It’s lunchtime on a weekday, and things are popping at the Rosewood Hotel's Country Kitchen. The lively hum of spirited conversations knocks about with the soft clatter of pots and pans from the open kitchen. Steam billows up from pots of rollicking water as deft hands drop in freshly cut noodles. Towards the back, there’s the flicker of flames roasting whole ducks and legs of lamb over logs of jujube wood. Tiny, perfect flourishes litter
the scene – old-school copper cups
polished to a high sheen; pale,
weathered bricks usually only found
in the countryside.
The menu is unapologetically Northern Chinese, a tribute to the noodles of Shaanxi and dumplings of dongbei. Drop 50RMB (all prices plus 15 percent) on a generous bow of thick, knife-cut noodles topped with tender chunks of braised beef brisket, or on rolled-up, steamed buckwheat noodles accompanied by an outstanding roasted duck and black mushroom sauce. It’s more than double what you’d pay at any small hole-in-the-wall on the side of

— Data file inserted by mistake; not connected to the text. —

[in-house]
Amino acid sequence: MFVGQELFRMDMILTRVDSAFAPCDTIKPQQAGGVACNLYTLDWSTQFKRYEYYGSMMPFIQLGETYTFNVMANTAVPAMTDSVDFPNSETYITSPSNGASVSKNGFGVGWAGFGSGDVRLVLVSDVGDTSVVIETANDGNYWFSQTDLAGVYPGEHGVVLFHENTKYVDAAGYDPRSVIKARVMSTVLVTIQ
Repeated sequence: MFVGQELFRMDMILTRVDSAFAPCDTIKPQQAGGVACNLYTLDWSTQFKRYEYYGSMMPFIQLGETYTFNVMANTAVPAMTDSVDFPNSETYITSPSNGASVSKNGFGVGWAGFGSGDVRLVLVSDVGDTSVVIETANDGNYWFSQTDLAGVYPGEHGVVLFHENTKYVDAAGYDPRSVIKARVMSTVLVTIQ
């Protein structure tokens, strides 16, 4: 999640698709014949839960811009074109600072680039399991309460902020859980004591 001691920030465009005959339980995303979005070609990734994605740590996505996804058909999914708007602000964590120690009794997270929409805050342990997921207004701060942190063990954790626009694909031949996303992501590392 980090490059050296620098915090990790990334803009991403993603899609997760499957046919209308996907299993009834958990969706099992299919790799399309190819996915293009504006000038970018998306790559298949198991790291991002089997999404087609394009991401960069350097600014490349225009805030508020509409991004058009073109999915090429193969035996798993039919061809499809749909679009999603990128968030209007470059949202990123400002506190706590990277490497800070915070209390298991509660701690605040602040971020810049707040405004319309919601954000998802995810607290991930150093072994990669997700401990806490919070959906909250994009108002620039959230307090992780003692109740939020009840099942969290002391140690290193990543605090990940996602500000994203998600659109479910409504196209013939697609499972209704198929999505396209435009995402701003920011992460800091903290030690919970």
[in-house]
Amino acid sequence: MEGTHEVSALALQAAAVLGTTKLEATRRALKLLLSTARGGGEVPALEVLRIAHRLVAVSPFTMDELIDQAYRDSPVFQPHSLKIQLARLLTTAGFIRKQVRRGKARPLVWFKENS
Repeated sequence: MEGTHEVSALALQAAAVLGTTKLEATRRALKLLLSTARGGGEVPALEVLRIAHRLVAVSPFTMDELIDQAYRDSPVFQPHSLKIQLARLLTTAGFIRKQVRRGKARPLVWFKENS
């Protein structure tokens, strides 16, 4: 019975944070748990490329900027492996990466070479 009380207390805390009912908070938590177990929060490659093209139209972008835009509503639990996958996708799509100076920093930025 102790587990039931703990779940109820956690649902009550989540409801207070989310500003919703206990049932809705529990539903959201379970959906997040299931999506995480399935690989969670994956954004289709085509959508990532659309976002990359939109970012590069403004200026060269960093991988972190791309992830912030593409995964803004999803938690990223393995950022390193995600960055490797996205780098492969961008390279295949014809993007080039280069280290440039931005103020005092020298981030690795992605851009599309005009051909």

the street, but they’re good – very
good – and you’ve got a more stylish
ambience than you’d ever know what
to do with.
There are outrageous dishes
like crisped-up prawns simmered
in tomato sauce (140RMB) that
we promise will disappear quickly
and become the frst gorgeous
memory of the meal. They’re sweet,
crunchy, multi-dimensional favour
bombshells, rippling with umami
from the tomato. At this point
we take a sneaky side jaunt into
Sichuan spice with an excellent
koushuiji (40RMB) featuring Shunyi Farm chicken, poached and swimming in chilli oil.
Chef de cuisine Leo Chai has dug
up ‘lost recipes’ from the pre-1950s
Beijing countryside. The story goes
that these fatty pork belly dishes
disappeared during the mid-century
run of austerity, and only now can
you rip into roasted slices (130RMB)
jammed, Peking duck-style, in a
fluffy bun with onion and cucumber,
or into a seductively complex clay pot
stew of pork belly, sour cabbage and
glass noodles (170RMB).
Equally as admirable as elaborate
kitchen acrobatics that turn
out complex favours is a chef’s
restraint. The Liu Gou Village tofu
(70RMB) comes from a town in
Yanqing county renowned for its
bean curd, and Chai’s kitchen treats
it with due care. A pleasing, wobbly
block of the delicate tofu is gently
steamed and served unadorned. It’s
spectacular in its simplicity.
This, ladies and gentlemen, is
Country Kitchen – complex when you
want it, simple when you need it and
pretty much on point at every turn.